Digitizing specimens allows scientists, educators and others to find and use valuable biological information, making data previously stored only on printed specimen labels available to anyone with Internet access. Florida Museum Photo by Kristen Grace.
A team of Florida State University researchers has received a $200,000 grant from the National Science Foundation to create a global data set on the horseshoe bat, a possible source of the novel coronavirus plaguing nations worldwide.
An estimated 1.8 million named species of organisms exist on Earth today and many more are now extinct. This rich diversity is documented through research collections of fossil and extant organisms housed in natural history museums, universities, field facilities, botanical gardens, state surveys, and other institutions maintaining collection facilities.
Are you preparing a project proposal for the Advancing Digitization of Biodiversity Collections (ADBC) program? Visit the National Science Foundations Blog for the Division of Biological Infrastructure to find information regarding ADBC budget justifications & decisions.
Alex Kuhn (of the University of Illinois) instructs Patty Kaishian (of Syracuse University) on how to enter label data from microfungi specimens. Their work is part of the Microfungi Collections Consortium, funded through the ADBC program. Credit: Andrew N. Miller, Illinois Natural History Survey, University of Illinois
A new University of Florida and Duke University collaboration aims to do for the tree of life what Google Earth did for navigation.
Photo courtesy of Reed Beaman.
Potential entrants to the Beyond the Box competition have been asking questions regarding rules and other specifics to the competition. The Beyond the Box team have responded by creating a FAQ section on the website and sending out the following update:
Photo provided by Central Michigan University / Steve Jessmore
Dixie Damrel, Clemson University Herbarium curator, displays some of the 100,000-plus dried plant specimens in the collection. Image Credit: P. Kent/Clemson University.
The Times and Democrat released an article Sunday (October 26, 2014), that highlights the Clemson University Herbarium’s involvement in an NSF funded, four year project to digitize herbarium specimens.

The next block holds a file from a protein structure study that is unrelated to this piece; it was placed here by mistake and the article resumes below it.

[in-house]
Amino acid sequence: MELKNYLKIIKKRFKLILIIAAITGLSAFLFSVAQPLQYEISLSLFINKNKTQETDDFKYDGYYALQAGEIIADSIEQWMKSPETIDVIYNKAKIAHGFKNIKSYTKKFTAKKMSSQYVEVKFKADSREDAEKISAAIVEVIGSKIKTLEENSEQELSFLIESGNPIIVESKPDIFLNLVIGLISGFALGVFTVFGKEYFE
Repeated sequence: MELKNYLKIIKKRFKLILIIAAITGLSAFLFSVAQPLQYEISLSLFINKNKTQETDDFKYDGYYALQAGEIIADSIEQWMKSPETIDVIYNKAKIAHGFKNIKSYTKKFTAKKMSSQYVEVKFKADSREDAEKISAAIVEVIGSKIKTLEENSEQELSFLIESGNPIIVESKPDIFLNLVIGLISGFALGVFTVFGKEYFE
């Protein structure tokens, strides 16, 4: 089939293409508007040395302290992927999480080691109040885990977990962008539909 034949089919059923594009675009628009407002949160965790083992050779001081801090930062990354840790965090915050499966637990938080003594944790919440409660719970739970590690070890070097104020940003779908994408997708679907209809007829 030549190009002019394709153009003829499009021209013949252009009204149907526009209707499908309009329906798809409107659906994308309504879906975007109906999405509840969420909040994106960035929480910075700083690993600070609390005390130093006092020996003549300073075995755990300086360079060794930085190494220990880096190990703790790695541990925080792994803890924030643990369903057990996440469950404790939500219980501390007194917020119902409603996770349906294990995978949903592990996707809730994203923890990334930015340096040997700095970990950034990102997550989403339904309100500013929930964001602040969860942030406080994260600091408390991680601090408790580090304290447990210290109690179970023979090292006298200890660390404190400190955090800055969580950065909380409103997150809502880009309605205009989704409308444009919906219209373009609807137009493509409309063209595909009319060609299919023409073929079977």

“Newberry College is honored to participate in a project that will make botanical research more accessible to the global scientific community” -Newberry College president, Dr. Maurice Scherrens.
Dr. Travis D. Marsico, by Andrew Ferguson/A-State Marketing and Communications.
NSF’s Directorate for Biological Sciences’ (BIO) Postdoctoral Research Fellowships in Biology (PRFB) Solicitation was recently published for 2015. The fellowships will be awarded to 40 recent recipients of their doctoral degree for research and training in three selected areas.
The three selected areas for fiscal year 2015 are:
“A deeper understanding of life on Earth in the past can help us predict and possibly mitigate the worst impacts of climate change in the future.”- Barbara M. Theirs
Two of the six NSF grants recently awarded through the Advancing Digitization of Biodiversity Collections Program involve collaborators from the Department of Ecology and Evolutionary Biology at the University of Michigan.
Kenneth Cameron, director of the Wisconsin State Herbarium
Photo: David Tenenbaum/University of Wisconsin-Madison
Zack E. Murrell, a professor at Appalachian State University, was given recognition in an article released by Appalachian State University, University News for receiving an NSF grant for $2.5 million dollars to digitize and create a database for more than 3 million plant specimens across the Southeast.
"The Beyond the Box Digitization Competition will award $1 million to the person or team who creates a technology that increases the speed and accuracy of digitization of a drawer of insect specimens and their associated data. The competition is a joint project of the U.S. National Science Foundation and the American Institute of Biological Sciences."
Florida Museum of Natural History research assistant Zachary Randall uses an imaging system to photograph a skin of Brandt’s Hedgehog, Paraechinus hypomelas, so the digitized specimen can be accessed online.
Florida Museum of Natural History photo by Rob Robins
Press Release 13-135
NSF Awards Third Round of Grants to Advance Digitization of Biodiversity Collections
The National Science Foundation has recently published its Collections in Support of Biological Research(CSBR) Solicitation.
The Collections in Support of Biological Research (CSBR) Program provides funds: 1) for improvements to secure, improve, and organize collections that are significant to the NSF BIO-funded research community; 2) to secure collections-related data for sustained, accurate, and efficient accessibility of the collection to the biological research community; and 3) to transfer collection ownership responsibilities.
Developing an implementation plan for the Strategic Plan for a Network Integrated Biocollections Alliance (NIBA)
September 17th - 18th, 2012
On 19 March, NSC Alliance submitted testimony to the Senate Appropriations Subcommittee on Commerce, Justice, Science, and Related Agencies. The testimony was in support of funding the National Science Foundation (NSF).
The testimony highlighted the contributions of NSF’s Biological Sciences Directorate (BIO) to science, education, and research infrastructure.
The National Science Foundation's Advancing Digitization of Biodiversity Collections (ADBC) program seeks to enhance and expand the national resource of digital data documenting existing vouchered biological and paleontological collections and to advance scientific knowledge by improving access to digitized information (including images) residing in vouchered scientific collections across the United States.